Approximately 600 students, educators and workers hailing from UCs, CSUs, community colleges and K-12 schools from across the state came together in a day-long “mass democratic action” at UC Berkeley’s Pauley Ballroom on Oct. 24.
The group, calling the event the Mobilizing Conference to Save Public Education, met with the intent to figure out the next step to confront the budget cuts in California’s public higher education system. The group decided a statewide day of marches will take place on March 4, 2010.
Speakers that included students, parents, educators and workers kicked off the conference by introducing the problem at hand — the severe budget cuts and layoffs that are happening across all California public schools. The conference facilitators and speakers all stressed that there were larger matters at hand that encompass the budget cuts.
“That’s what this is about — the privatization of public education,” said Kathryn Lybarger, a gardener at UC Berkeley and member of the AFSCME coalition that attended the conference.
By raising tuition costs, cutting CAL grants and further limiting financial aid, many students of lower economic backgrounds will soon be unable to afford college, attendees maintained. Facilitator and UC Berkeley fourth-year Luis Angel Reyes also contended that the further privatization of public education has become a racial issue.
“Students of color have been fighting to keep the doors open to the university,” Reyes said onstage at the conference in one of the introductory speeches.“This is a historic movement. This is the beginning of a mass movement in the entire country.”
The floor was opened to anyone who wished to express their ideas for the next plan of action. There were a range of proposals, from the legislative to the demonstrative. Some proposals for an indefinite strike were made by UC Santa Cruz students during the open floor session and were met with cheers from the audience.
“A one-day strike is not going to shake the state,” said Brian Glasscock, a UCSC first-year. “An indefinite strike is the only way to win what we want.”
Other ideas that were brought to the floor were to march at UC Los Angeles or in Sacramento. However, due to the overall concern of losing visible support because of the potential inconvenience, it was decided that action on individual campuses would be the best course of action.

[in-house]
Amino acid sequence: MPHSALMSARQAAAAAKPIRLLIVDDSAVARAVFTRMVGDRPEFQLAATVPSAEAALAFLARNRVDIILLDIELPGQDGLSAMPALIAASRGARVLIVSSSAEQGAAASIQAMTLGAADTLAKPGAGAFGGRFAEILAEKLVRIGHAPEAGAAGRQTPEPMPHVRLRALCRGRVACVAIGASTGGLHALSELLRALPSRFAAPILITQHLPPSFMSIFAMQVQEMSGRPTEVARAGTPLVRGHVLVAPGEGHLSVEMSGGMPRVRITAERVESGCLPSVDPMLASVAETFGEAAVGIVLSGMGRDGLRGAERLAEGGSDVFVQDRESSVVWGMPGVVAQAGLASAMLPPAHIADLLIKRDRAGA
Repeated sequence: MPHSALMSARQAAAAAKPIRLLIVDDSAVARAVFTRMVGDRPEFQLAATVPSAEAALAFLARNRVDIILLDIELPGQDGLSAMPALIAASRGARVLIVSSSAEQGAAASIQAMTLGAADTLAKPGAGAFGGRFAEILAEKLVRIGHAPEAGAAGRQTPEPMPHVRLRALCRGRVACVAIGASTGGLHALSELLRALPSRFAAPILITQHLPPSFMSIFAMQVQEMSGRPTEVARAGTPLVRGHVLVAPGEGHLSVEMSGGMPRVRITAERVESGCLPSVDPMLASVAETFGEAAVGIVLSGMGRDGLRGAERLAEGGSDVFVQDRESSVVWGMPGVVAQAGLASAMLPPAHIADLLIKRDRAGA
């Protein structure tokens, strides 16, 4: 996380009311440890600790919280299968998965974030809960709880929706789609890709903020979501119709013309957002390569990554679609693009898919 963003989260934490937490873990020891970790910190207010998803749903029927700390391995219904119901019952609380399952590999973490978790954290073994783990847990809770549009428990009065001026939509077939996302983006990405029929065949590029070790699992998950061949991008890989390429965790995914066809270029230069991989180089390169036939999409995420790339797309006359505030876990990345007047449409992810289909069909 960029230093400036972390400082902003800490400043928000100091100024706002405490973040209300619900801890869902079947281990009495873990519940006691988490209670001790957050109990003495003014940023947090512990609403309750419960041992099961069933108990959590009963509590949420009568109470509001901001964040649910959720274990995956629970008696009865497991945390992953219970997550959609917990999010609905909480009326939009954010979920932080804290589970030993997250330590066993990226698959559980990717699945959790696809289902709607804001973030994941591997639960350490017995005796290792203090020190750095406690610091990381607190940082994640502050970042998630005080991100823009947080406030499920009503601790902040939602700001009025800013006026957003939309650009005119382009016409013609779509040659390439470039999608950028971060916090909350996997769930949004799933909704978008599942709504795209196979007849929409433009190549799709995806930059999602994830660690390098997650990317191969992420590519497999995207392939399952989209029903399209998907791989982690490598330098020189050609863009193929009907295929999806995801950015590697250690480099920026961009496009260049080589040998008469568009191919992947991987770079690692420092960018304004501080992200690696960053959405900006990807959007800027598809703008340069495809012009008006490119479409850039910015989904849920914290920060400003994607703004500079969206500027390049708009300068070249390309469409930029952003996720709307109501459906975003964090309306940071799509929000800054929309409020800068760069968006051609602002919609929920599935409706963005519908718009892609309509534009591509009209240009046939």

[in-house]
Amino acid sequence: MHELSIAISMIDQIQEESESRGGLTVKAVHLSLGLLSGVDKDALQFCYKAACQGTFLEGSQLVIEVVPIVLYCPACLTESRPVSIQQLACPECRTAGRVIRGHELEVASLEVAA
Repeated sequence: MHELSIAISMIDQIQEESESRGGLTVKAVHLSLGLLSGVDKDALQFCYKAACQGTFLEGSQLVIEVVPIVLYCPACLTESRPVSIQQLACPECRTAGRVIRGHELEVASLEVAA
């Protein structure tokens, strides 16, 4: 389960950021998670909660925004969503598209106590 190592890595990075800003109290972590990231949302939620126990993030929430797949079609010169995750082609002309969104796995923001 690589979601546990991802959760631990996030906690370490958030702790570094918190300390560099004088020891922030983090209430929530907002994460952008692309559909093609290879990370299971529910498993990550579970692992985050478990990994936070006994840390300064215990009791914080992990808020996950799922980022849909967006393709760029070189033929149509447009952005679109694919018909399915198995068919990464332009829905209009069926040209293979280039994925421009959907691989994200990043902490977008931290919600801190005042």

Since creating a show of unity was high on the list of priorities for the next demonstration, a date was agreed upon during the conference. After much deliberation and dissent, a decision was made to launch a statewide march on March 4 to occur at each respective campus so that more people may have the opportunity to participate.
Immediately following the conference a blend of roughly 100 UC students, educators and workers took their impassioned protest right up to UC President Mark Yudof’s mansion in Oakland Hills. The protesters marched through the neighborhood with signs shaped like tombstones, in reference to a quote from a recent New York Times article in which Yudof said that being the president of the University of California is like being the manager of a graveyard.
“There are many people under you, but no one is listening,” Yudof said in the interview.
In a UC student media meeting on Oct. 19 Yudof explained what he meant by the controversial “cemetery” joke. He commented that “people think the president of the University of California is all-powerful but it’s like being the manager of a cemetery. I get to talk a lot, but people aren’t listening to me … It didn’t mean they were dead, it didn’t mean there were cadavers. It just meant that … I don’t have a command and control; I need the cooperation of students and faculty. That’s all it meant.”
The protesters were met by police who had taped off the driveway to Yudof’s house. The gravestones, many of which read “RIP Quality Education,” were placed right outside the police line and on the hillside in front of the mansion.
Chants of “Shame on you! Shame on you!” quickly turned into “Shame on Yudof! Shame on Yudof!”
Although some conference attendees were disappointed in the seeming lack of solidarity in the decision to stage a campus-wide march, facilitator Reyes said, “Remember, we’re starting from the beginning of a movement and we have a lot of challenges.”
“There’s a woeful lack of knowledge [of the situation] at my school,” said a student representative from UCSC at the conference. “We need to raise awareness first.”